This shot of the LT-6 at the Commemorative Air Wing Dixie Wing outside Atlanta, Georgia, is one of those photos. I edited it previously, but this new version really accentuates the details in the metal riveting and still shows the aircraft behind the LT-6. Photographed like this, you can see a collection of aircraft from World War II and Vietnam, including Japanese and US aircraft, spread along the tarmac on a static display.

What do you think of the revisited LT-6?

Quick Shot: Emerging Texan

I want my photographs to tell a story, and I am really excited by the story of this photograph of a North American LT-6 Texan. This aircraft was photographed during my recent visit to the Dixie Wing of the Commemorative Air Force in Peachtree City, Georgia.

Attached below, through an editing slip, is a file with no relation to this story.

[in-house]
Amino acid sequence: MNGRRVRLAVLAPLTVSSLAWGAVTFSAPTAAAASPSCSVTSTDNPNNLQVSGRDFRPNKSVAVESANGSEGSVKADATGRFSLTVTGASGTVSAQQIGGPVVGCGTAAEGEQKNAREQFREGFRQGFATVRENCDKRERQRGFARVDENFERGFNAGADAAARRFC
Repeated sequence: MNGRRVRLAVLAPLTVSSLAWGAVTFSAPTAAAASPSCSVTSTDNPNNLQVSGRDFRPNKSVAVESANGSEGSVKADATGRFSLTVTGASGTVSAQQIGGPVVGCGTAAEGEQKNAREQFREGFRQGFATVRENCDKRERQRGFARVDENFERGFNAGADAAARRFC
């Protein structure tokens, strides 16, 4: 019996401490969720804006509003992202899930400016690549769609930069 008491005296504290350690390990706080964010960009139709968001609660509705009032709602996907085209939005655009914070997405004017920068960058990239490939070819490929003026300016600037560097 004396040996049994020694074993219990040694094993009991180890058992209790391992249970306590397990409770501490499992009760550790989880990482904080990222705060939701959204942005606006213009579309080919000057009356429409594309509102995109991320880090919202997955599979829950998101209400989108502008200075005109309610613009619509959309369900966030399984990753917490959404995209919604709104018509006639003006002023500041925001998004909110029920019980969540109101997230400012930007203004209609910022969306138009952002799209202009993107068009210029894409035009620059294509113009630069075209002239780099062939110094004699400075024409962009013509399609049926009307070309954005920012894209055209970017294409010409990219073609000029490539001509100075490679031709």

The Dixie Wing volunteers had been generous enough to pull out several of their World War II aircraft and line them up on the taxiway, despite heavy rains that day. This aircraft had just barely been pulled out of the hangar, which presented an interesting opportunity.... could I take a photograph in broad daylight (ok, overcast rainy daylight) that made it appear that this aircraft had just pulled out of the hangar and was preparing for its next sortie. Unfortunately, the hangar behind this aircraft was very cluttered and it was going to be hard to present this hangar in such a way that a viewer would believe this photograph was from World War II. The only thing playing to my storytelling was an L-16 that was used during World War II in the background; by levering that aircraft, I could create the appearance that the LT-6 Texan had just emerged out of the dark hangar it shared with another aircraft.

To get this photograph, I climbed about 5ft up a ladder to shoot down on the airplane from a higher vantage point. The higher vantage point also meant that it would be easier to trick the camera into making the hangar darker. The biggest trick was to make sure I was centered on the aircraft and holding the camera level!